• What are the consequences of having API standards that do not apply to all payers? The promise of a more connected health system will likely require similar standards across plans, but the proposal does not reach the more than 150 million Americans in employer-sponsored coverage. While nothing prevents employers and issuers from adopting the same efficiencies and standards for employer coverage voluntarily, currently they can do this without a requirement to add consumer protections such as opt ins or opt outs for patients to control the disclosure of information or without requirements for patient education about how their data is used. Also, the proposal does not apply to traditional Medicare – which generally does not use prior authorization — but CMS has included in one of the new RFI’s questions about current and future use of APIs for this population to streamline the exchange of information for care coordination and other processes.
  • To what extent are the coverage criteria used to make prior authorization decisions a barrier to receipt of medically necessary care, and what would be the cost implications of changing or regulating those criteria? This proposal does not address the criteria used by payers to make prior authorization determinations. These issues could prove to be just as important as efforts to improve the efficiency of the prior authorization process. CMS has proposed a Medicare Advantage regulation to address and change standards about the criteria used to make coverage decisions, including prior authorization. For example, CMS has proposed to clarify that Medicare Advantage plans must follow the same coverage guidelines that traditional Medicare uses to make medical necessity decisions. In addition, plans can only use internal or proprietary clinical criteria for medical necessity decisions if they are based on evidence-based guidelines made publicly available to CMS, enrollees, and providers. Any loosening of prior authorization criteria would increase access to care, but also potentially have cost and premium implications.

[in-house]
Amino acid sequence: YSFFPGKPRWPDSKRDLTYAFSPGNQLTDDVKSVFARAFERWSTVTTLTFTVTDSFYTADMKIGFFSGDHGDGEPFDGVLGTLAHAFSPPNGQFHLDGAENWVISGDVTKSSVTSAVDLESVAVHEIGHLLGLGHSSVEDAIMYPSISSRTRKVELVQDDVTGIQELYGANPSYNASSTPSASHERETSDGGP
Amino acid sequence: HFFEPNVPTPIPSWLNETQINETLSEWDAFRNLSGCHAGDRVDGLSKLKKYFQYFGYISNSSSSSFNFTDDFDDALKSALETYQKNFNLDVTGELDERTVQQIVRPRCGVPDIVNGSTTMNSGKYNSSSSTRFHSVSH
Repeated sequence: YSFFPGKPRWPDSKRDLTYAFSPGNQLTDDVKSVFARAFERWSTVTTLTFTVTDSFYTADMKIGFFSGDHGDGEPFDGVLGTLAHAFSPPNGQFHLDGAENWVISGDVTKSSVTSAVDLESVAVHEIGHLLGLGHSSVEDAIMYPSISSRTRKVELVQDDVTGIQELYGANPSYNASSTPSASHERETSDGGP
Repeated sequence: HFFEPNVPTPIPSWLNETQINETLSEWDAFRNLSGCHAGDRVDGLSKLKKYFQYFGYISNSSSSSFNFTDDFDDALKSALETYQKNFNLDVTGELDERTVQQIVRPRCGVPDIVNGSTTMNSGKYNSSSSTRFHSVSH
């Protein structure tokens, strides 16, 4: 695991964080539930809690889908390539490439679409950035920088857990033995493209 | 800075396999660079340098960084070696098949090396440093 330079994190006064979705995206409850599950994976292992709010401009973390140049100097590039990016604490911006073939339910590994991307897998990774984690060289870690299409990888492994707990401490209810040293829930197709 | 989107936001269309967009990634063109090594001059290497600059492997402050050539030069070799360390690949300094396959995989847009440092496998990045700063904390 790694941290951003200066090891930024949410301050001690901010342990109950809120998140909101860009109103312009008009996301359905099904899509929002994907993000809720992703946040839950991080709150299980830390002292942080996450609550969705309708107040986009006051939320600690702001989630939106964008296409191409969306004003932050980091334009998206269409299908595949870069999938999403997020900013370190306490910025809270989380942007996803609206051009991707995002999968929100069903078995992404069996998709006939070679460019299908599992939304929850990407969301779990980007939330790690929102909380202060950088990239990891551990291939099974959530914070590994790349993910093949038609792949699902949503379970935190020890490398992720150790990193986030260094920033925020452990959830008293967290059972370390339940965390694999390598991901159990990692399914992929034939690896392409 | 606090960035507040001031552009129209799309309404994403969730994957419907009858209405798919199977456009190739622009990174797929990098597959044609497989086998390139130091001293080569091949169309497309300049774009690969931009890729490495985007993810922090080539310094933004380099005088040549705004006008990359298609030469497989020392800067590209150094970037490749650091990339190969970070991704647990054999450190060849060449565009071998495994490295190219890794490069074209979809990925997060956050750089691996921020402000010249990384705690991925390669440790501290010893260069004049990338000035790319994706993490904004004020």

The Medicaid and CHIP Payment and Access Commission (MACPAC) recently started work on a new project examining denials and appeals in Medicaid managed care. In 2023, the U.S. Department of Health and Human Services (HHS) Office of Inspector General (OIG) is expected to release findings from audits conducted to determine whether Medicaid managed care organizations were in compliance with federal requirements when issuing denials of requested care that required prior authorization.

A recent KFF analysis of Medicare Advantage plans shows how widely prior authorization is used. In 2021 alone, Medicare Advantage plans made 35 million requests for prior authorization. As the federal government starts to assess how prior authorization is used across a broader set of health insurance plans, we might see changes and broader oversight concerning this longstanding and common insurance practice.